11. Geographical and social isolation – In a community that is geographically isolated, where there are few professionals or services to which an abused woman can turn, and where the political and social environment are controlled by a network of abusers and reinforced by codes of secrecy within extended families, a “devil’s island” syndrome occurs. This is extremely difficult for anyone to escape from, and is a frequent occurrence within Aboriginal Canada.
12. Spiritual and moral climate – A community’s capacity to deal with the issues of violence and abuse are often directly correlated to the strength of the spiritual and moral fibre of the community.
Engaging Your Community
To engage and work with your community it is important to consistently reach out, share information and renew your commitment to ending woman abuse. Strategies are created by integrating lessons learned working with your community and continually access their needs. It is important to inspire and organize members of your community to join together in the struggle to end violence in our communities. We also remember the women who have died as victims of abuse and violence and move forward toward healing.
Communities that are interested in organizing a local Kanawahitowin campaign can receive concrete support in getting started. You are able to receive free campaign products (brochures, campaign manual, training documentary, TV public service announcements).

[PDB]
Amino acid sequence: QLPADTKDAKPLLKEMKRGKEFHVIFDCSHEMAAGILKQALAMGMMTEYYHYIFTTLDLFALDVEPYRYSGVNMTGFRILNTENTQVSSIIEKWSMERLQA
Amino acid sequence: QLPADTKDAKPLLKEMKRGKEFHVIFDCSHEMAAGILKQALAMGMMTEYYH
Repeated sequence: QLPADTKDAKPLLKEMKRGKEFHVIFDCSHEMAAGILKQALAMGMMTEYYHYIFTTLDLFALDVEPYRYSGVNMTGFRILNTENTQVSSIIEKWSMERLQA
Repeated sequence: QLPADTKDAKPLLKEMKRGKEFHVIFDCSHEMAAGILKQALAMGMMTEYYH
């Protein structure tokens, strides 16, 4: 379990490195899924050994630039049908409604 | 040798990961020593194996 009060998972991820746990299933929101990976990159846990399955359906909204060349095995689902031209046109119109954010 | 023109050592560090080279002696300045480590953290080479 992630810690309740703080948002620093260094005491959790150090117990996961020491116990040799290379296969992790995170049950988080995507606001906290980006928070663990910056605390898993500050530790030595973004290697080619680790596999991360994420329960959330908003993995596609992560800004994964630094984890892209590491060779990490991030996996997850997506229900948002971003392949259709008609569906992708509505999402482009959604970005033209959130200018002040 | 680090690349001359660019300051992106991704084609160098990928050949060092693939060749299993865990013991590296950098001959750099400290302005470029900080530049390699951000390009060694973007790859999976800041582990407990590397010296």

Organizing a Gathering
The following information can be useful for individuals who will be facilitating a community gathering.
- Reach out to members of your community who are familiar with the issues.
- Make the process as inclusive as possible. Groups such as teachers, local business owners, nurses, Elders, traditional people, First Nations’ police officers, youth and women’s advocates have different experiences and knowledge about woman abuse that can assist you in this campaign.
- Offer tobacco when asking Elders or traditional people to share their wisdom and knowledge. Be clear about what you are asking of them.
Obtain information about other groups also working on the issue of violence prevention (i.e. Friendship Centres, Métis organizations)
Aboriginal Health Access Centres, Head Start programs, Aboriginal children’s aid societies, etc.) Consider inviting members from these groups to join you for an organizing meeting.
Who to invite
Outline the positive impact participating in Kanawayhitowin can have for the community and victims of woman abuse. Suggested contacts include:
- Elders/traditional people
- Local women’s shelter staff
- First Nation’s police and/or police services
- Sexual assault/rape crisis centre staff
- Public health staff
- Children’s aid society, or your local Aboriginal child protection service staff
- Native Child and Family Services
- Partner assault response program staff
- Local and/or regional domestic violence/woman abuse coordinating committees
- Indian Friendship Centre staff
- Aboriginal shelter staff
- University/college researchers and faculty specializing in woman abuse
- Victim/witness assistance program staff
- Alcohol and drug workers
- Aboriginal Healing and Wellness Strategy workers
- Chief and Council
- Urban Aboriginal housing providers
- Aboriginal Health Access Centres
The goals of your gathering
1. To provide a historical perspective on the issues of violence and abuse against Aboriginal women.
2. To bring family, community members and Elders together in a safe and supportive environment.
3. To learn about woman abuse and what communities can do to prevent it.